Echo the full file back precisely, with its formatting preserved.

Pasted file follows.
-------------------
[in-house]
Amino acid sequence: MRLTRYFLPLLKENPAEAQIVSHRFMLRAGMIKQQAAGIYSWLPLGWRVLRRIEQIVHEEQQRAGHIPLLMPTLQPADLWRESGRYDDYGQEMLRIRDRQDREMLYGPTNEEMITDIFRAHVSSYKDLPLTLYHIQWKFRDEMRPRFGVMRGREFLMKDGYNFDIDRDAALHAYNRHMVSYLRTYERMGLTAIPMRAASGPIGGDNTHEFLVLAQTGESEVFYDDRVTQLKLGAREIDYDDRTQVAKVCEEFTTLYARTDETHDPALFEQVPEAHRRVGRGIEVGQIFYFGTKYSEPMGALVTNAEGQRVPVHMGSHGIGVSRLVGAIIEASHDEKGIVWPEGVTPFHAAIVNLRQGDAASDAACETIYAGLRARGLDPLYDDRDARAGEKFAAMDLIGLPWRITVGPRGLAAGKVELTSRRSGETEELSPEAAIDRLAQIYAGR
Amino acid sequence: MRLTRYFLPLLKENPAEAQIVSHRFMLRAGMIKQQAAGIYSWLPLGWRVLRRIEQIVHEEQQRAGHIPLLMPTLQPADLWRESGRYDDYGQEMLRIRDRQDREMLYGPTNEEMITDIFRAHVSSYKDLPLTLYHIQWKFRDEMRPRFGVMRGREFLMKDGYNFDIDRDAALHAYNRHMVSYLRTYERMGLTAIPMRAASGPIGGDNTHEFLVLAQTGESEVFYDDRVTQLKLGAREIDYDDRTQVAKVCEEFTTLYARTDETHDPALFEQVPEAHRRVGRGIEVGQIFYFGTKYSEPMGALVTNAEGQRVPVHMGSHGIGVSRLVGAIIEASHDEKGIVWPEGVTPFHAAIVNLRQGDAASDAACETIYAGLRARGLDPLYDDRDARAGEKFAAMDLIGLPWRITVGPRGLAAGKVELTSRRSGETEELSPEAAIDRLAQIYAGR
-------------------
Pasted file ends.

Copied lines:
[in-house]
Amino acid sequence: MRLTRYFLPLLKENPAEAQIVSHRFMLRAGMIKQQAAGIYSWLPLGWRVLRRIEQIVHEEQQRAGHIPLLMPTLQPADLWRESGRYDDYGQEMLRIRDRQDREMLYGPTNEEMITDIFRAHVSSYKDLPLTLYHIQWKFRDEMRPRFGVMRGREFLMKDGYNFDIDRDAALHAYNRHMVSYLRTYERMGLTAIPMRAASGPIGGDNTHEFLVLAQTGESEVFYDDRVTQLKLGAREIDYDDRTQVAKVCEEFTTLYARTDETHDPALFEQVPEAHRRVGRGIEVGQIFYFGTKYSEPMGALVTNAEGQRVPVHMGSHGIGVSRLVGAIIEASHDEKGIVWPEGVTPFHAAIVNLRQGDAASDAACETIYAGLRARGLDPLYDDRDARAGEKFAAMDLIGLPWRITVGPRGLAAGKVELTSRRSGETEELSPEAAIDRLAQIYAGR
Amino acid sequence: MRLTRYFLPLLKENPAEAQIVSHRFMLRAGMIKQQAAGIYSWLPLGWRVLRRIEQIVHEEQQRAGHIPLLMPTLQPADLWRESGRYDDYGQEMLRIRDRQDREMLYGPTNEEMITDIFRAHVSSYKDLPLTLYHIQWKFRDEMRPRFGVMRGREFLMKDGYNFDIDRDAALHAYNRHMVSYLRTYERMGLTAIPMRAASGPIGGDNTHEFLVLAQTGESEVFYDDRVTQLKLGAREIDYDDRTQVAKVCEEFTTLYARTDETHDPALFEQVPEAHRRVGRGIEVGQIFYFGTKYSEPMGALVTNAEGQRVPVHMGSHGIGVSRLVGAIIEASHDEKGIVWPEGVTPFHAAIVNLRQGDAASDAACETIYAGLRARGLDPLYDDRDARAGEKFAAMDLIGLPWRITVGPRGLAAGKVELTSRRSGETEELSPEAAIDRLAQIYAGR